My Saturday started just before sunrise, when I departed the Champlain Valley on a series of winding mountain roads, moving towards the rising sun. Cows stood in fields glazed with the first hard frost of the season. I descended into Randolph as the sun broke free of the horizon and bathed the landscape in warm morning sunlight. After stopping for coffee, I headed into neighboring Braintree and turned onto a dirt road, into a shady hollow flanked by steep hillsides. The thermometer on my dashboard blinked and dropped into the 30s.
On the side of the road, a cluster of pickup trucks and Subarus had parked at the intersection with a class four dirt road and a crowd had gathered, sipping coffee and exchanging good-mornings. Of the roughly 40 of us, four had chainsaws, two had pole saws, and the rest of us supplied hand tools; a small armory of bucksaws, hatchets, clippers, two Swedish brush axes and one double-bit felling axe. To any bystander, we appeared ready to clear some serious brush or pillage a small coastal village.
As it turned out, we were there for the former. The Saturday morning group was there for a glade-cutting day in the Braintree Mountain Forest, approximately 1,500 acres of forest donated last year by landowners Paul Kendall and Sharon Rives to the New England Forestry Foundation. The mountainous terrain extends up a ridge capped with four peaks rising to 3,030 feet, known locally (south to north) as Round Top, Twin Peaks, Skidoo, and 30-30. And under the guidance of foresters and trail building professionals, volunteers with the Rochester Area Sports Trail Alliance have begun to maintain skiing glades that are open for the enjoyment of everyone. For those of us that drove from as far aways Burlington, the day’s work was a win-win situation: the glades were maintained and the forest was kept in good health. Plus, when snow covered the hillsides, we who rolled out of bed early on a Saturday morning would know exactly where the stash was.
At 9:45 we piled into the beds of pickup trucks, which rumbled up the narrow dirt road to a trailhead, where we followed an ancient logging road up into woods. Us younger guys alternated hauling a plastic sled laden with tools, a first aid kit, more clippers and saws, gasoline and for when we were finished, coolers filed with food and growlers of beer from nearby Bent Hill Brewing. We hiked about a mile to a secluded, if somewhat dilapidated cabin, which RASTA hopes to one day restore for overnight trips.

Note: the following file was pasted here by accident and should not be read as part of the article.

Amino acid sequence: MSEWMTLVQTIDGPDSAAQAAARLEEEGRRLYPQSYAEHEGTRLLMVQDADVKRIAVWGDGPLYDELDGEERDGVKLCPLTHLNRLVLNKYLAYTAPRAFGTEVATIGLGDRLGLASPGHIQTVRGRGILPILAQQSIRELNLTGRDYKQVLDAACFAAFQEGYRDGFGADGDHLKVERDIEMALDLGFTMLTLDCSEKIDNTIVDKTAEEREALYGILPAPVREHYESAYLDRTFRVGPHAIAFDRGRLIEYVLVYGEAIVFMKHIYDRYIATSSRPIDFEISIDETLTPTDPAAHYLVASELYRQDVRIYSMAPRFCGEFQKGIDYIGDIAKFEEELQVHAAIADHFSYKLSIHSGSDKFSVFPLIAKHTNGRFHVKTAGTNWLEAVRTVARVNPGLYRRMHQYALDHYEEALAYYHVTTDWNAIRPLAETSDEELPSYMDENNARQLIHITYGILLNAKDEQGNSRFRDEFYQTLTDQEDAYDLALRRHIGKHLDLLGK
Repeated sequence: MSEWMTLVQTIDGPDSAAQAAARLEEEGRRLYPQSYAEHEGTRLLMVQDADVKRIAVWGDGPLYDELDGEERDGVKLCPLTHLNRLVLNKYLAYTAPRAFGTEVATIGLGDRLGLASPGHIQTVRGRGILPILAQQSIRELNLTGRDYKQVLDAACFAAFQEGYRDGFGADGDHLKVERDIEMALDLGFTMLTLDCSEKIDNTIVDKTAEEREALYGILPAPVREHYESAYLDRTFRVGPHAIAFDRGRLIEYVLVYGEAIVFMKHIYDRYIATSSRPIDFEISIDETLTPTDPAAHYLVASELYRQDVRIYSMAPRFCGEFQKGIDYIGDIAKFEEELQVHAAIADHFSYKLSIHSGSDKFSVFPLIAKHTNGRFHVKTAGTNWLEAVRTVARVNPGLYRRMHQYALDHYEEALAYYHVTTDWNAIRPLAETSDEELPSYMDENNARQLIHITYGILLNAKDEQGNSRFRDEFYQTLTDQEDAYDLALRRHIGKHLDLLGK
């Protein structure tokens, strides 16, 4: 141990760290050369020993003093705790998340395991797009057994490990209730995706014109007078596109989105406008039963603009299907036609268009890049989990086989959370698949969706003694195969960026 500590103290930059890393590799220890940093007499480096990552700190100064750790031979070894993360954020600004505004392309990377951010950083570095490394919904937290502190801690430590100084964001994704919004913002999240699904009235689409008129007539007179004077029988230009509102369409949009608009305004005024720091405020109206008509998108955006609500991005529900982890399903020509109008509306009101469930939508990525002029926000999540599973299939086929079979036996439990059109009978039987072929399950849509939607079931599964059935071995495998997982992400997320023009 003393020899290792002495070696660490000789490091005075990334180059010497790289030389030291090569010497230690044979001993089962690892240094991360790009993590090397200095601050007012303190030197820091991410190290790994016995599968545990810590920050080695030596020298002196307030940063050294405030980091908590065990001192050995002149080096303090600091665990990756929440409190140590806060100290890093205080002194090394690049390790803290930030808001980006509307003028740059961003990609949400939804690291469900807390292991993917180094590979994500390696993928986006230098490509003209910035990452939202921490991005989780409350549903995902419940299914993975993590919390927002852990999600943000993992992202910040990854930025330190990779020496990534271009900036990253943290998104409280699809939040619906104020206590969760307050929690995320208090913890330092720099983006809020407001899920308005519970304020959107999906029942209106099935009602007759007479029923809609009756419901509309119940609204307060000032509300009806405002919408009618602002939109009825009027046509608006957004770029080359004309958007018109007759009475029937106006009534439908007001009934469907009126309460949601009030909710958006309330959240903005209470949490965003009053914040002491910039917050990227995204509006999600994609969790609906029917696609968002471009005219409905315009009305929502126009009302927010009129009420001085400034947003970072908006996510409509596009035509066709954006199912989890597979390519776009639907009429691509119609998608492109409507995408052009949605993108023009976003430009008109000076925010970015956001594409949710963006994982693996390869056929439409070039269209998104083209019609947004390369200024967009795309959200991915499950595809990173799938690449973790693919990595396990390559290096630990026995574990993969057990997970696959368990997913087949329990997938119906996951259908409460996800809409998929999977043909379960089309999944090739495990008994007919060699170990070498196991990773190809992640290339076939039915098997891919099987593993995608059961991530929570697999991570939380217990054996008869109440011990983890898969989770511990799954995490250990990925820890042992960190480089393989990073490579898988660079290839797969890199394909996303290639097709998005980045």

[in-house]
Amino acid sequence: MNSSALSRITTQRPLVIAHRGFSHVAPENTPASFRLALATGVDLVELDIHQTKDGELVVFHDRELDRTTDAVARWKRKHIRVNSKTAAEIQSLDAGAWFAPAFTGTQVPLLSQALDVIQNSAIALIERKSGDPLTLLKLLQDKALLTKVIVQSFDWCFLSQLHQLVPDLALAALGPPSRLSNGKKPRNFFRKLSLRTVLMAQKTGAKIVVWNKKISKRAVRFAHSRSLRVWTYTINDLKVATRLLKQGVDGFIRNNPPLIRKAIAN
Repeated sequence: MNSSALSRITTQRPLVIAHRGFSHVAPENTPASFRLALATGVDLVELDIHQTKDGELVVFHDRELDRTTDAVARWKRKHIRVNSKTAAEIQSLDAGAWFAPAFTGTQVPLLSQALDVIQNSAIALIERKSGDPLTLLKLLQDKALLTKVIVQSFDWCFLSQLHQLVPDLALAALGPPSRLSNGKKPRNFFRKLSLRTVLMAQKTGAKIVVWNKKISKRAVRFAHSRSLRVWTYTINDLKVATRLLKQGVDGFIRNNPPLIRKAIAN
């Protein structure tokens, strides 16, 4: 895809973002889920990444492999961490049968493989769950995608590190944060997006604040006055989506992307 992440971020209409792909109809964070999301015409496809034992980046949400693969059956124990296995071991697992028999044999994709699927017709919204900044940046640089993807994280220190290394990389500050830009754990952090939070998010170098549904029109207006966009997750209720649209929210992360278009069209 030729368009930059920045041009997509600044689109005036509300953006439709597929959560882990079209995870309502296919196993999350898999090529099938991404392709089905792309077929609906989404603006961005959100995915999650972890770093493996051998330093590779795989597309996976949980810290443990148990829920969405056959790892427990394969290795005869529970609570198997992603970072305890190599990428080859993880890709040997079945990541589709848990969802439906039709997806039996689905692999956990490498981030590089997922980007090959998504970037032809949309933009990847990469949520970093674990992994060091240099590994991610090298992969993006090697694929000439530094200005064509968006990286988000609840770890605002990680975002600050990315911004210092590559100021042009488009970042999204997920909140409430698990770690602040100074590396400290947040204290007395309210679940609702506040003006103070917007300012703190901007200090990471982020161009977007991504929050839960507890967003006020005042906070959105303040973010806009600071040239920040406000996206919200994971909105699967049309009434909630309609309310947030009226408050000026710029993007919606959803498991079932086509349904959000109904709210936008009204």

At the cabin, we left the sled and shed layers before we ascended again, this time up a series of switchbacks that would be the skin-track in the winter. The track paralleled the 950-foot glade RASTA cut the previous year. Near the summit of 2,900-foot Skidoo mountain, we got a primer; striped maple, hobblebush and other overabundant species could go; softwoods like pine or spruce stayed along with anything in good health. With the introductions out of the way, the chainsaw guys donned chaps and helmets and the rest of us pulled out the saws and clippers. With the sun at our backs, we started a long walk down the northeast aspect of the mountainside, cutting as we went.
Those with the chainsaws and pole saws walked point, doing the heaviest work while those with hand tools followed, cutting up and hauling the deadfall. Any tree limbs and saplings were placed in natural depressions or on either sides of drops for gentle transitions. When the snow covers the landscape in the coming months, Braintree Mountain Forest will have well-spaced trees and tempting drops and kickers.
We paused only for lunch and when the chainsaws stopped roaring in the afternoon we had created a 700-foot glade and celebrated the end of the day with chili cooked on a stove, a bonfire, good company and high hopes for the coming winter.